Development in Apologetics—George Trumbull Ladd


One of the paradoxes of human existence is that, while there is nothing new under the sun, nothing stays the same. And so it is in the world of ideas. It is no less so in the realm of religious belief, even when the object of belief is eternal and changeless.

As long as Christian belief has been proclaimed it has had to adjust to the challenges unique to each period of proclamation. And wherever it has been propagated, it has needed to respond to the immediate conditions of its propagation. Changes in circumstance call for new methods of commending Christian belief.

In an article on “Modern Apologetics,” published in 1903, George Trumbull Ladd (1842-1921) explained the need this way:

“Now, that Christian apologists should alter their methods, and even many of their claims, in order the better to defend their religion amidst altered circumstances, is no new thing in the history of apologetics. On the contrary, changes in the points attacked and in the methods of attack call peremptorily for changes in the points where the defense is concentrated and in the methods of defense. The vitality of Christianity has always shown itself in its adaptability to meet https://upload.wikimedia.org/wikipedia/commons/thumb/9/97/George_Trumbull_Ladd_cph.3b32185.jpg/150px-George_Trumbull_Ladd_cph.3b32185.jpgthe new requirements with a reconstructed apologetics. In the time before the political triumph of the church under Constantine, the history of Christian apologetics shows it to have been constantly engaged in a vigorous and almost life-and-death struggle with a series of determined and powerful hostile forces. But both the form of these forces and the form of repelling them have long since passed away and are never to return. To defend the Christian faith against the modern scientific, philosophical, and sociological objections by recurring to the arguments of the church fathers would be as unskilful and ineffectual as would be the use of the weapons of war belonging to the same centuries in a contest with the modern rifle and modern artillery. Mediaeval apologetics was, from the intellectual point of view, a comparatively tame affair—a dialectical contest over the comparative merits of the different religions, which, however, became realistic and bloody enough when it was waged in the political field against rival heathen, Jews, and Moslems. Even the apologetics which introduced the modern era, and which consisted in a defense of the older orthodoxy against the modifications attempted by the older deism and rationalism, is thoroughly unfitted for present use. Both the attack and the defense of a hundred years ago are now largely antiquated.”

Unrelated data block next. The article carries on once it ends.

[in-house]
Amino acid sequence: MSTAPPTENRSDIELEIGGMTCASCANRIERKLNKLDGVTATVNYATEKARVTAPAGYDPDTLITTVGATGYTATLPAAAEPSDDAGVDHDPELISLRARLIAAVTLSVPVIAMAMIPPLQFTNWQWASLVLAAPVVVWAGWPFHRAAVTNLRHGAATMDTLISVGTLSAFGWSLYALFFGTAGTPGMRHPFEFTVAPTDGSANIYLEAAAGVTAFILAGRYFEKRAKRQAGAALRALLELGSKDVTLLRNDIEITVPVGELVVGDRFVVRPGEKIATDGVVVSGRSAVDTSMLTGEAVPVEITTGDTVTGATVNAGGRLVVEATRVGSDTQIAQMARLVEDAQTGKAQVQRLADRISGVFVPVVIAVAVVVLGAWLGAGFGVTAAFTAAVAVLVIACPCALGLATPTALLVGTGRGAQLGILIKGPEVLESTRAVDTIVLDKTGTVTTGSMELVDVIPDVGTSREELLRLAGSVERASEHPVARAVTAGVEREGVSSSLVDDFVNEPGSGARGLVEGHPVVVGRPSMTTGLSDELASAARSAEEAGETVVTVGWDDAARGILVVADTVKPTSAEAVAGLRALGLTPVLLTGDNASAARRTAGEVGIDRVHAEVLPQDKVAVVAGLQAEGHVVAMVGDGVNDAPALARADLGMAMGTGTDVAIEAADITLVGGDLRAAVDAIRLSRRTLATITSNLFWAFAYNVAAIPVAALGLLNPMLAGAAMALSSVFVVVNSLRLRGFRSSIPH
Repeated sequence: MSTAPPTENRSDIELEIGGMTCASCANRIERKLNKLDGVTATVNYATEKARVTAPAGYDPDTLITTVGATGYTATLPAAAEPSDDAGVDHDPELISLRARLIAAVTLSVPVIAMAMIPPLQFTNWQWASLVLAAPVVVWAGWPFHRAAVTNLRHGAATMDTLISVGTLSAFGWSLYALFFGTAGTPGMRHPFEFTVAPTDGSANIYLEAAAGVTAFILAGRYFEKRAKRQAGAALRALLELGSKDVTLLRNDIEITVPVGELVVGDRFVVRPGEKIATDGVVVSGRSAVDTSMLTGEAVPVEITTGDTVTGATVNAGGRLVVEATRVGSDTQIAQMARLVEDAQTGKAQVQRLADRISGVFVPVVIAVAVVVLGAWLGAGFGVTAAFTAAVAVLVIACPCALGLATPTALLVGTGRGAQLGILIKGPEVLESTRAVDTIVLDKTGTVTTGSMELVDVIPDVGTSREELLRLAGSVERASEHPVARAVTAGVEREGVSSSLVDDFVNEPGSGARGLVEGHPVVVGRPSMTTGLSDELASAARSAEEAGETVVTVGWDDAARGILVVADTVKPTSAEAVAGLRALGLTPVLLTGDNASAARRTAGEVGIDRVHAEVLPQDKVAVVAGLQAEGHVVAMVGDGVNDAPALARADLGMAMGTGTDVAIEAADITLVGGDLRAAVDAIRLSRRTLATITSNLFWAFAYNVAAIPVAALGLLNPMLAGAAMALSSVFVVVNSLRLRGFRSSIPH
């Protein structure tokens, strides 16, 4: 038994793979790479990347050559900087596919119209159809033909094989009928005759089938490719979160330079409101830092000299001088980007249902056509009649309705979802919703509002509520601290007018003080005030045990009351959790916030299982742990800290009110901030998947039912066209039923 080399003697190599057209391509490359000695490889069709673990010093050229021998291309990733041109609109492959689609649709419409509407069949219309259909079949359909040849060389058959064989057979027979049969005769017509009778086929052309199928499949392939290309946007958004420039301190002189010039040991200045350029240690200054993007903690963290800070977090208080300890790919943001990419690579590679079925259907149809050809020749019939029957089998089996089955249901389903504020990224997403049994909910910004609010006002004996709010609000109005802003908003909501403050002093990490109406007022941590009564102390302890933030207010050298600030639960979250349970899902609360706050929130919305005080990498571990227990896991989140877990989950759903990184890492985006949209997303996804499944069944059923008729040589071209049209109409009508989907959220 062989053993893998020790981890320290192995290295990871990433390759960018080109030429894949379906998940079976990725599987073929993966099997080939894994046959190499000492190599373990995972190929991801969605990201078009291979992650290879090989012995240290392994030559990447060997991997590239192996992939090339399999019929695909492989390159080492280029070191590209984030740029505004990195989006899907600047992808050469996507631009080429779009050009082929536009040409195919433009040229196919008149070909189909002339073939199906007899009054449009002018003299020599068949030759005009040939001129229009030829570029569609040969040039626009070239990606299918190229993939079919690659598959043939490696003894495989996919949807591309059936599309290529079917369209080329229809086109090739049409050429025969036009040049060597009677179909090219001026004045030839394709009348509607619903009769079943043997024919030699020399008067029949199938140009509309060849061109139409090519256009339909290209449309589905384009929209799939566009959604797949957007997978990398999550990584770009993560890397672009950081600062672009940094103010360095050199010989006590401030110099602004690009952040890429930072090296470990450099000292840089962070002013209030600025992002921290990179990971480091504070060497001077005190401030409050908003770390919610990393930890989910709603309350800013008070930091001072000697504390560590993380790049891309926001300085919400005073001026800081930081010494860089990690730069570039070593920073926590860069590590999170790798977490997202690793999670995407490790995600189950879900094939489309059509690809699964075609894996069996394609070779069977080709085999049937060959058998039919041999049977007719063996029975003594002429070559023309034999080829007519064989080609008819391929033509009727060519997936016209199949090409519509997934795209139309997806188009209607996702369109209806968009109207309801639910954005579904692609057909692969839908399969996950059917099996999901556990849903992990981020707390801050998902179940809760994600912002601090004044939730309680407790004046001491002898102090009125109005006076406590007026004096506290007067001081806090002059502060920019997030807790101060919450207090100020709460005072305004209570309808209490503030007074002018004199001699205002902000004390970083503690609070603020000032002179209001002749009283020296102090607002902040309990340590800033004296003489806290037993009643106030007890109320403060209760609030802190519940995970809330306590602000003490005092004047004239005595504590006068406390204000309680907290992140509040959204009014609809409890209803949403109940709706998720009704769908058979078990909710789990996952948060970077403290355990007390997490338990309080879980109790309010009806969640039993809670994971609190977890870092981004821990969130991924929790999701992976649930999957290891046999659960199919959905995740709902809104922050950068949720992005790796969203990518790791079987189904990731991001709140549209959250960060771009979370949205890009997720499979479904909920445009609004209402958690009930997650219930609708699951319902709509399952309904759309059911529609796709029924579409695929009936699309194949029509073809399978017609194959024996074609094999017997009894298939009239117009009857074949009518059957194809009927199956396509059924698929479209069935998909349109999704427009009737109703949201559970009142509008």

– George Trumbull Ladd, “Modern Apologetics” (1903), 523-24

Ladd was trained at Western Reserve College and Andover Theological Seminary. He was pastor in Congregational churches in Ohio and Wisconsin. He later taught philosophy at Bowdoin College for a few years and philosophy and psychology at Yale University for several more years. He served as a kind of ambassador for the United States in Japan in the last decade of the 19th century. He wrote extensively in psychology, philosophy, and religion.

The complete text of Ladd’s essay may be found at this link. Today, July 1, is the anniversary of this publication.

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My First Published Dialogue—”Can and Would God Speak to Us?”


My most recent publication is the opening chapter in the new book In Defense of the Bible: A Comprehensive Apologetic for the Authority of the Bible, edited by Steven B. Cowan and Terry L. Wilder (B&H Academic, 2013).

The full title of my chapter is “Can and Would God Speak to Us? A Dialogue on Divine Speaking.” Writing in dialogue format was a new venture for me. I enjoyed listening in on what “Chad” and “Danielle” had to say in conversation with each other. (What they say about learning something new during the process of writing is true!) I was challenged by the format, but I hope to try my hand at it again sometime.

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I encourage readers interested in sophisticated responses to contemporary challenges to biblical authority to read this book. Each chapter stands on its own as an important contribution on a specific topic. There’s something here for everyone, with topics ranging from canonicity to supposed contradictions in the Bible, from biblical archaeology to biblical criticism, from issues of slavery and sexism in the Bible to issues of genocide in the Bible. There are discussions of the Bible and ancient pagan myths, the historical reliability of the two testaments, the quality of biblical manuscripts, the interpretation of Scripture and its role as a source for theology, and science and the Bible.

Henry Boynton Smith (1815-1876)


February 7

On this date in 1877, Henry Boynton Smith died in New York City, age 61. This theologian, who was born in Portland, Maine, studied at Bowdoin College and at Andover and Bangor theological seminaries. Later, he studied in Germany, getting to know Friedrich Tholuck and Hermann Ulrici at Halle, and August Neander and Ernst Wilhelm Hengstenberg at Berlin.

I have long had an interest in Tholuck (1799-1877) for his work in Christian apologetics as a German evangelical. Henry B. Smith lectured in apologetics at Union Theological Seminary during the academic years 1874-1875 and 1875-1876. His course of lectures was published in 1882 by A. C. Armstrong & Son.